As entrepreneurship is increasingly being talked about in mainstream discussions, entrepreneurship as an academic subject will gain more and more importance in all fields of higher education and will become an integral part of school and college curriculum.
India, historically a ‘prestige’ driven country, not only should encourage its youngsters to look beyond seeking salaried employment, but also should invest its money in the businesses that it truly understands. Money deposited in banks depreciates in value due to inflation and hence capital should be put to work in the economy by investing in established public companies through the stock market, as well as by financing small ventures, with the potential of solving real problems of the society, through angel investing. It is the only way to minimise the divide between the haves and have nots, as the benefits of capitalism can reach the common man only when he himself focuses on his finances, constantly educating himself about the market and investing his money for profitability and inflation beating returns. Only when India abandons its love for prestige and societal admiration, and instead dives deep into the realms of ‘wealth creation’ with a considerable risk appetite, can it truly become an economic giant in the international financial community. Investment decisions of today can decide the future of the coming generations.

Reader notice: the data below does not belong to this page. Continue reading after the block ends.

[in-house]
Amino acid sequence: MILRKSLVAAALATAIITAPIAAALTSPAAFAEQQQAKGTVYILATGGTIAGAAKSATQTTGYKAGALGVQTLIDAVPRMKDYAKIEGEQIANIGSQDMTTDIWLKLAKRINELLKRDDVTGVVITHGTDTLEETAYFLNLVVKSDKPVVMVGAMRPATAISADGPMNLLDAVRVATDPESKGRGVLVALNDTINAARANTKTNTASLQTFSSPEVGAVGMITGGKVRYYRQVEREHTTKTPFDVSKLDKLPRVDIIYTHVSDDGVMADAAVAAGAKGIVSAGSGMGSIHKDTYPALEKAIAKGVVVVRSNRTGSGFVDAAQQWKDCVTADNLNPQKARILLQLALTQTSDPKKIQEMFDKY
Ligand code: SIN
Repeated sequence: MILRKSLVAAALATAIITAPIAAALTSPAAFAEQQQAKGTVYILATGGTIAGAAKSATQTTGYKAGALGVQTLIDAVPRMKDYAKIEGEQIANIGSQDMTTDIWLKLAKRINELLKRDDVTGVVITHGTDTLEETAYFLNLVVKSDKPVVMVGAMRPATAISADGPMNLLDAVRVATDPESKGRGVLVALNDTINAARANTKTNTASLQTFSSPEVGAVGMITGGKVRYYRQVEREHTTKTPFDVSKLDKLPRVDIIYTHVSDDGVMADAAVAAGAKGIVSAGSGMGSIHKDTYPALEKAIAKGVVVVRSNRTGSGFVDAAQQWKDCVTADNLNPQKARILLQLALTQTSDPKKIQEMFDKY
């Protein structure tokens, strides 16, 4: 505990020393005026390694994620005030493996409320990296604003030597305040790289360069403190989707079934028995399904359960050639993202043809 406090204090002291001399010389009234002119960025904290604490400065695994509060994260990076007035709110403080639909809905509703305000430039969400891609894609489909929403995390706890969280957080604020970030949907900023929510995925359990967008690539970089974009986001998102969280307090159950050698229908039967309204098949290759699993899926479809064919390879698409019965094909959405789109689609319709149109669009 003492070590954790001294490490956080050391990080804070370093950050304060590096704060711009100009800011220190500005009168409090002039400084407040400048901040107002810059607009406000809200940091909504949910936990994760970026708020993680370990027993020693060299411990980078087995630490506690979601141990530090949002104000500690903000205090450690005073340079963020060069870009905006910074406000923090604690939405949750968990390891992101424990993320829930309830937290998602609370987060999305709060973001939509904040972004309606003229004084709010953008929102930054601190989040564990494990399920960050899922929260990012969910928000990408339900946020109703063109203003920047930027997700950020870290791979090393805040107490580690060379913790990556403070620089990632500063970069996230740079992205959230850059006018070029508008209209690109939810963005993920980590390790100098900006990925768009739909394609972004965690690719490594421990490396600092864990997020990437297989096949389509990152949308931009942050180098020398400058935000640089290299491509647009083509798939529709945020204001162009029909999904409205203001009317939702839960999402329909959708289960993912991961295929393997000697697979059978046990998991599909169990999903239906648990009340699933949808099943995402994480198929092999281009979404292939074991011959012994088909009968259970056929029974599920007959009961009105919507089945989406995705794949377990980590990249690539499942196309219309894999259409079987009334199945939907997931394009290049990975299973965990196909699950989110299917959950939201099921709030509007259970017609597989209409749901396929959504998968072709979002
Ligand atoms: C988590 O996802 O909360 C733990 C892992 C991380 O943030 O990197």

Shark Tank USA has been televised for 13 straight years now. Its Indian adaptation has been a great success in its very first season. I do not claim that a TV show can transform an entire country, but the fact of the matter is that the Indian Sharks have become a household name; they are being portrayed as celebrities in the media; their middle class background is being romanticised by their fanbase, and people now find the once alien world of dark-suited businessmen to be within their reach, because the suited men seem to be like them, the only difference being that the men had the courage to dream big and to take the risk of being different from the crowd.
Being the founders of billion dollar companies like Lenskart, BharatPe, Mamaearth, Sugar, BoAt and Shaadi.com, their ‘self-made’ fortune of millions of dollars shatters the widely held perception of businesses being a monopoly of a few established elites and ‘outsiders’ being unwelcome in the market. However, such common perceptions are fairly untrue. What could be built in 50 years can now be done in 5 years. Technological awareness and problem-solving skills empowers the youth of today to be the disruptors and revolutionaries in various sectors and replace existing monopolies with new players in the market. Shark Tank and its Sharks teach us just that.
Entrepreneurship and high risk-to-reward investment mustn’t be frowned upon in our society as they are the cradle of innovation and economic growth. The addictive and engaging nature of Shark Tank despite being fairly technical for people of all backgrounds is the testament of the country’s readiness to secure its position in the ever-changing global village.
The author can be reached at [email protected]
- The article first appeared in Kashmir Observer